Louis Witter, photojournalist and "little pebble in the shoe" of the State in Calais
Louis Witter, 26, in Paris, April 21, 2022. © Léopold Picot
Text by: Léopold Picot Follow
Louis Witter is a French freelance photojournalist.
Adventurer and resourceful since his high school, he gradually established himself as a specialist in exile and migrants, from Iraq to the city of Calais, in France, via Ceuta or Hungary.
At 26, the young man assumes his rage in his stomach and his freedom to inform.
The young photojournalist waits on the terrace of a Parisian troquet, cap screwed on his head, his fluffy aviator coat on his back, far too hot for the time.
A film camera basks in the sun.
It heats up at the same speed as its beer, while its owner greets us.
Louis Witter returned to Paris for a few days to see his family, before leaving to cover the work of associations in Calais, in the north of France, where migrants who hope to reach England flock every day.
One of the many frontiers he has covered
in ten years of fieldwork
Plunged into intolerance
Leaving the south of France at the age of 16 with his military father and his family to live in Paris, Louis discovers the city of light... and its tear gas.
No more passionate than that by his final year, the high school student regularly skips class to cover the demonstrations against the opening of marriage to people of the same sex, which are gaining momentum.
I lived in places where I could meet some fachos.
I really wanted to understand how overnight you become so intolerant of people, which leads you to want to forbid two people to marry you.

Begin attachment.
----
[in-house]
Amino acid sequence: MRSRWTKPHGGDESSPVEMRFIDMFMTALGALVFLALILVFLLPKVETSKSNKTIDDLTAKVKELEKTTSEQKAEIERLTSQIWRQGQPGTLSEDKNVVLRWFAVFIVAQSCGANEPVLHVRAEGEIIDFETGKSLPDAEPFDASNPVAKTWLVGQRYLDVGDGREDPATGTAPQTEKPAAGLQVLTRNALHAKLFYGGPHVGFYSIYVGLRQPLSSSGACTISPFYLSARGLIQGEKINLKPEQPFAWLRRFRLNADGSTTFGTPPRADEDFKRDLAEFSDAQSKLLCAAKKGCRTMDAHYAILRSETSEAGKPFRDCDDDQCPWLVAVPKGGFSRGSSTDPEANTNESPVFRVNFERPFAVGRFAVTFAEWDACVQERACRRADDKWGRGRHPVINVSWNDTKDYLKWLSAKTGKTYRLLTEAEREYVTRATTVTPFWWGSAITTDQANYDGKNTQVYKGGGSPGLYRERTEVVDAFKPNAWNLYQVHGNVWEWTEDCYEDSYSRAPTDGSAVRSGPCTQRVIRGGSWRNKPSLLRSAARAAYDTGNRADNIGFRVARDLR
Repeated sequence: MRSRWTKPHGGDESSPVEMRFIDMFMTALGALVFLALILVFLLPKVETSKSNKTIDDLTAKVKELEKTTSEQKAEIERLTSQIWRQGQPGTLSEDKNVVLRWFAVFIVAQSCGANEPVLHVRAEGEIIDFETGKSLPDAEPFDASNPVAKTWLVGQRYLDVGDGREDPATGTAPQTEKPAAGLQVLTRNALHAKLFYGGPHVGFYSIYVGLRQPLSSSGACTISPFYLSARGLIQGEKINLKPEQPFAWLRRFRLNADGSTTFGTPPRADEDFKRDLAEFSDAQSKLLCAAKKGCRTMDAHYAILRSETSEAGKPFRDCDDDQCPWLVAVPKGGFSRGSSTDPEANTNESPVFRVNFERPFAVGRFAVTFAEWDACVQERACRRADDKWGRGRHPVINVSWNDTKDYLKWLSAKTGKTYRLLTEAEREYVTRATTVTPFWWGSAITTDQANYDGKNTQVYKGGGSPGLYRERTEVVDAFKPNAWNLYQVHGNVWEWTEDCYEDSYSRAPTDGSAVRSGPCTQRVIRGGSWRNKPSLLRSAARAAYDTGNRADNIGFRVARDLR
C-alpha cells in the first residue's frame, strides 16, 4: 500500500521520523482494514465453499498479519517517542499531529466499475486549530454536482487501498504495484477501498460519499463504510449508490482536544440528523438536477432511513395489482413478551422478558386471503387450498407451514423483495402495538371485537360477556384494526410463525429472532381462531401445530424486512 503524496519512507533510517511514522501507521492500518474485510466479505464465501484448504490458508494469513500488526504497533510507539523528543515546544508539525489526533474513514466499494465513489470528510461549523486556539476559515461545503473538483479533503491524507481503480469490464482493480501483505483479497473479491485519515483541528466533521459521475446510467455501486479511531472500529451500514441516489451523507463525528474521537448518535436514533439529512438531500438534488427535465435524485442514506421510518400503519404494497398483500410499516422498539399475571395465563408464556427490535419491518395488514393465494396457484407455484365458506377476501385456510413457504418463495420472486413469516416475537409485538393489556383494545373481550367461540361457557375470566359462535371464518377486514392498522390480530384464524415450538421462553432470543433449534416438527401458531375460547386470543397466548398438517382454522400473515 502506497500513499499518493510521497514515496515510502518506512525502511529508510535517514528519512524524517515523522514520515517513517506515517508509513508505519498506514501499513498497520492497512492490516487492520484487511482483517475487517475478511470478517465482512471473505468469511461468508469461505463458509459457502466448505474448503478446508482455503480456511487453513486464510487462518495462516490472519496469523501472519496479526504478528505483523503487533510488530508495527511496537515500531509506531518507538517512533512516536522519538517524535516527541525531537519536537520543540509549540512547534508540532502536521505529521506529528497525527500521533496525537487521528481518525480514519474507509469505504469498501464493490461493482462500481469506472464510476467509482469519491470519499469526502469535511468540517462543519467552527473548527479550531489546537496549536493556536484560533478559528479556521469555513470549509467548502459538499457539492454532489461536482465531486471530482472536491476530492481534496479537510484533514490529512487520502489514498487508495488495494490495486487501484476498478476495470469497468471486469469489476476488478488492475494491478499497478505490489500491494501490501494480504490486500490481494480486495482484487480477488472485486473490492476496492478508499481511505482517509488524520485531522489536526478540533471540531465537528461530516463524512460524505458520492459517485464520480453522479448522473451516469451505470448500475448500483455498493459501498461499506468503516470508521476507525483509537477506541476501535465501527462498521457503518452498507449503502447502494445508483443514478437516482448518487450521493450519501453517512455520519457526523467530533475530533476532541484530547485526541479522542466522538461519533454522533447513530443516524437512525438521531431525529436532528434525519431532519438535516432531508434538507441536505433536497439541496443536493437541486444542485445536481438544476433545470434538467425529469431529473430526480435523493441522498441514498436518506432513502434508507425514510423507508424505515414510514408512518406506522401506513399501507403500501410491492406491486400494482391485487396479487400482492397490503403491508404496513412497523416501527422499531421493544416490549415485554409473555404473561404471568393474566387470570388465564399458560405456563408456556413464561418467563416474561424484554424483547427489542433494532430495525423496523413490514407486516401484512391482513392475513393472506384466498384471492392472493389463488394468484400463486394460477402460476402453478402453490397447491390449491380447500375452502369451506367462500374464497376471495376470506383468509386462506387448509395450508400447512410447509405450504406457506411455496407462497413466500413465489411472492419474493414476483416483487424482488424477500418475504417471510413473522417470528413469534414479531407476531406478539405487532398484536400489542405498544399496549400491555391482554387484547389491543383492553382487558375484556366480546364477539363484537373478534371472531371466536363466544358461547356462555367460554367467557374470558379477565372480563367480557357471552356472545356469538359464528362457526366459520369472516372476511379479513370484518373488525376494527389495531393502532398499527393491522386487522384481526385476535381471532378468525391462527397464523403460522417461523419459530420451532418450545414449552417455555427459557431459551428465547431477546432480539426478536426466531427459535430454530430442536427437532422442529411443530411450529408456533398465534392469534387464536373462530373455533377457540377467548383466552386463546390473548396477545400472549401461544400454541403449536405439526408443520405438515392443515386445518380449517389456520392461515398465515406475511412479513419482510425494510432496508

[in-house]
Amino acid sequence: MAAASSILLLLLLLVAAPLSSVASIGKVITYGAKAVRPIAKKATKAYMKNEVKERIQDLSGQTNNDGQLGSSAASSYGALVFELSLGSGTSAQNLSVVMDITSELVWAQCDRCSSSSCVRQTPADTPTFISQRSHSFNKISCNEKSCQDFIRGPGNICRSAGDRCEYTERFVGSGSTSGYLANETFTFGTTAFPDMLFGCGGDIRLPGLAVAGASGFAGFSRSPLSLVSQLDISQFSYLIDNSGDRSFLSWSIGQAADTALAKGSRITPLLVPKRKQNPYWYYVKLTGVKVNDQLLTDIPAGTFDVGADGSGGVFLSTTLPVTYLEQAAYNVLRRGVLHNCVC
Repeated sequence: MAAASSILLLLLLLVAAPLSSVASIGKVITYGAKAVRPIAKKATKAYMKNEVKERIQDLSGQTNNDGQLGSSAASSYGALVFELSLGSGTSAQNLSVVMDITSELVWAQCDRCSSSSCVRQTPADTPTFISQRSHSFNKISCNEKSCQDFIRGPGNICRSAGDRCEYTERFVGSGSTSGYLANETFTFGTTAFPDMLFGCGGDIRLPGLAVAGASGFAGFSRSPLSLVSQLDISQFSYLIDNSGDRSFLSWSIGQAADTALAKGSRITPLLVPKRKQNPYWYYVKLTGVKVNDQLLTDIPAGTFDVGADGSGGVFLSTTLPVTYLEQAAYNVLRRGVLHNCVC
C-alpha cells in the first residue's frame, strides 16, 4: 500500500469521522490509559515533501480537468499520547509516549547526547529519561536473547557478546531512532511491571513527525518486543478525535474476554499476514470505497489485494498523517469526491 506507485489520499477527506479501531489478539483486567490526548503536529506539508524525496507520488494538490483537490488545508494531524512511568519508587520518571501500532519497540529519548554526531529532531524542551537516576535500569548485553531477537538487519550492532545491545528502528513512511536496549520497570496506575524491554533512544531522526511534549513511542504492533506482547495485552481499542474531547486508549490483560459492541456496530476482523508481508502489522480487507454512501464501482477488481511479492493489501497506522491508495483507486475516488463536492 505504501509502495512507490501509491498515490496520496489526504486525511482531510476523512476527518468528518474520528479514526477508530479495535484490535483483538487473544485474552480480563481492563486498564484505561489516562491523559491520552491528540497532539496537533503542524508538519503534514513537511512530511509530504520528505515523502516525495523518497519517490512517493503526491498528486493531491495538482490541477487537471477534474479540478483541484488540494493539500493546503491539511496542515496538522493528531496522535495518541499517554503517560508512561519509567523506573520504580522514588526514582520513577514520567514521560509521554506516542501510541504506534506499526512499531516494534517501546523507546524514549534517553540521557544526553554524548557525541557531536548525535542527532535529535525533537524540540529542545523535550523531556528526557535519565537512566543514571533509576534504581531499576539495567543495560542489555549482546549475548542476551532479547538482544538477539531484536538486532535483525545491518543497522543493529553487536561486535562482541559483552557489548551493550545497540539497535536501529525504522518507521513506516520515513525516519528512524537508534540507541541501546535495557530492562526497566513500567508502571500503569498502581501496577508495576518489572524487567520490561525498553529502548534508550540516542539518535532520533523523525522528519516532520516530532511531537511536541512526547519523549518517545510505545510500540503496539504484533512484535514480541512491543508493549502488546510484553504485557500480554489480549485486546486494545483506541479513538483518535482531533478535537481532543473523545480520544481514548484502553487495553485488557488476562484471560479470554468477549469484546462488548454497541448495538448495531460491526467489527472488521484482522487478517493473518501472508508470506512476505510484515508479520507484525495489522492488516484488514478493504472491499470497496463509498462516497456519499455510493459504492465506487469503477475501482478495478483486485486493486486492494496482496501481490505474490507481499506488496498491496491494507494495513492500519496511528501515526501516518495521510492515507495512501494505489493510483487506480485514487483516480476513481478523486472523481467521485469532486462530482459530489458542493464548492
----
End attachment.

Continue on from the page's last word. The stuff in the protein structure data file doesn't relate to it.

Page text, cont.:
And in general, it went hand in hand with enormous racism
, ”he describes, cigarette in mouth, looking jaded.
His photos earned him a finalist in the competition for the best student photo reportage at Paris Match.
He does not win the prize, but earns the hatred of certain far-right activists, who are waiting for him downstairs to threaten him... photos of a media when you are not working on it.
On the roads of exile
A literary baccalaureate in the jacket (“
which I had very moderately, even very very very moderately
”), the young man entered journalism school.
It was there that he discovered the refugee camps of Marx Dormoy, to the north of Paris: "The
response from the town hall of Paris and the response from the prefect at the time and from the government, which was a left-wing government, was very repressive: we arrive at 6 a.m., and we expel these people from their tent, without any offer of rehousing, without anything.
I didn't understand what was going on.
To read also: Migration crisis: the UN banned from access to the border between Poland and Belarus
With the money from the sale of a few photo prints, he takes his grandmother's car and sets off on a 6,000 kilometer journey on the roads of exile, with a cameraman friend.
He is 20 years old, and discovers that in Serbia, Hungary, Austria or Germany, the reception conditions for migrants are different, but never positive.